Story and photos by Mohamed Horchani
The day is January 7th, the year is 2021 and the time is 5:00 p.m. My flight from Boston has just landed at Tunis Carthage Airport. Right when I stepped out of the plane, I felt the warm Mediterranean breeze caressing my skin—a feeling I will never get enough of. It is now my fourth year traveling back and forth between Boston and Tunis. Every year I come back home for a few weeks, receptive to all the beautiful energies I encounter in the streets of the Old Medina, the Souks, the busy Downtown avenues and the gold sand beaches. These trips back home represent the semestral break I needed from my hectic city life. However, this time…it felt different.
The rapid spread of the COVID-19 pandemic has had ravaging effects on Tunisia’s general atmosphere. A curfew at 8:00 p.m. has been in place since September 2020. When need be, the curfew was advanced as early as 4:00 p.m. Consequently, many small and medium-size businesses have permanently closed. Inflation was reaching its highest level and the economic crisis was now coupled with unprecedented social and health crises. The usual feeling of warmth and hospitality that I used to fill myself up with was slowly fading away. Leaving frustration, resentment and bitterness to overwhelm Tunisians’ everyday lives. On the ride home, my sister was filling me in on all the recent news I have missed. Each story was more poignant than the other. She spoke about a doctor’s dreadful death in a municipal hospital caused by a dysfunctional elevator in which he got stuck. As we were driving through one of the main highways of the city, she mentioned a young man’s death in a frightful car accident, as she was pointing to the exact spot where the tragedy occurred. Apparently, the police took three days to notice the accident, and that was enough time for the young man to take his last breath. Finally, she let down a tear as she was speaking about the concerning increase in COVID-19 deaths in the country and the incapacity of the Tunisian government to properly react to the crisis.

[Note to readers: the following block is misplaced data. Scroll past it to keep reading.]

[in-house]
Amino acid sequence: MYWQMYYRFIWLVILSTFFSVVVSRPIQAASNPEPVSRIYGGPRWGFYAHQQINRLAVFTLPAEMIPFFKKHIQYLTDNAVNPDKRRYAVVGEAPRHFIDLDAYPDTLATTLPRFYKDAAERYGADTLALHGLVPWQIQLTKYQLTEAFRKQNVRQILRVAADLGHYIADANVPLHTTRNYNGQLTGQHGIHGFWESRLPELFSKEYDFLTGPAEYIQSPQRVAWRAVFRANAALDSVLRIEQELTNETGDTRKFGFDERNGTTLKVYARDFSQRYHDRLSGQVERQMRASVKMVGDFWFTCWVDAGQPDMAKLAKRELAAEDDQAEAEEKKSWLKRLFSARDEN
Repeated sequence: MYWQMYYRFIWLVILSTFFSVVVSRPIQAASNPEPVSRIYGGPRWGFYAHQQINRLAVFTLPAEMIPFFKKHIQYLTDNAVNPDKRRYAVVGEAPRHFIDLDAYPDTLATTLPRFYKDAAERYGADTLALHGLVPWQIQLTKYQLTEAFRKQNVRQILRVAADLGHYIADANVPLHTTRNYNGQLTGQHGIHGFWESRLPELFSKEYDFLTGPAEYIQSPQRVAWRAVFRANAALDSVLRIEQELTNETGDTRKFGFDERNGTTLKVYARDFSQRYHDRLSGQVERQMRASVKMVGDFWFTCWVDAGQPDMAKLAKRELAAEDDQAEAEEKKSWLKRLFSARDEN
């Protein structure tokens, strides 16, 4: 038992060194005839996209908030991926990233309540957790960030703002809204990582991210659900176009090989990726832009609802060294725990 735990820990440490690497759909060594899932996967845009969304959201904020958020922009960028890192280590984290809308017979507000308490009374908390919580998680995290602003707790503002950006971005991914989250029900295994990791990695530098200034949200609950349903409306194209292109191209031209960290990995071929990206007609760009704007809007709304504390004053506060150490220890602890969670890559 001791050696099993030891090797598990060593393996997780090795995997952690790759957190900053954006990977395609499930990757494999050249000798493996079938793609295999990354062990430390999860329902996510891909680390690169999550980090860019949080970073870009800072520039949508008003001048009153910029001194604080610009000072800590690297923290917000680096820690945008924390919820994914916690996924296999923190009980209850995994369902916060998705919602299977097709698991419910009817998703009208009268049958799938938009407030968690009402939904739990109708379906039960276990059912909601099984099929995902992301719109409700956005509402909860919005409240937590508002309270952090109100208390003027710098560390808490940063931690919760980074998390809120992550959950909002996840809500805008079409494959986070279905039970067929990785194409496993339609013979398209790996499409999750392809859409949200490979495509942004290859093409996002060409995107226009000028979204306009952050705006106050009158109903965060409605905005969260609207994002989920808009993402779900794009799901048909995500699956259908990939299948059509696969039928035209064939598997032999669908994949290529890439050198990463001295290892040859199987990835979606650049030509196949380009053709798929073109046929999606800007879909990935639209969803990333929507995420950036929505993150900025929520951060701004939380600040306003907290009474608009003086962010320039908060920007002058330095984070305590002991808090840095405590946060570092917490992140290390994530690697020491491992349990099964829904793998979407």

As I walked the steps of my porch, the smell of my mom’s cooking and my parent’s warm greeting made me forget, for a little while, the atrocities I just became privy to. From my windowpane, the streets that were once vibrant seemed empty, almost deserted. The beach bars, lounges and coffeeshops’ terraces had their dusty tables arranged on top of one another, as if they would never be used again. I was obliged, by state regulations, to quarantine for a week. The end of my quarantine period ended right on time for the tenth anniversary of the Tunisian revolution, on January 14, 2021. Many of my friends were texting me about protests and riots they were planning to attend in order to voice their clear dissatisfaction with the current governing system. In fact, since the revolution, the consecutive governments have only worked to impoverish the people even more. Their demands are clear: more jobs, less inflation and systematic political corruption and heightened respect for individual and civic rights. However, on the night of January 13, Prime Minister Mechichi announced a complete lockdown for the next four days, including the anniversary of the revolution. Tunisians across the country felt appalled by this undemocratic decision. The Prime Minister did not only restrain their freedom to voice their concerns through peaceful protests, he deliberately politicized the pandemic to his government’s own benefits.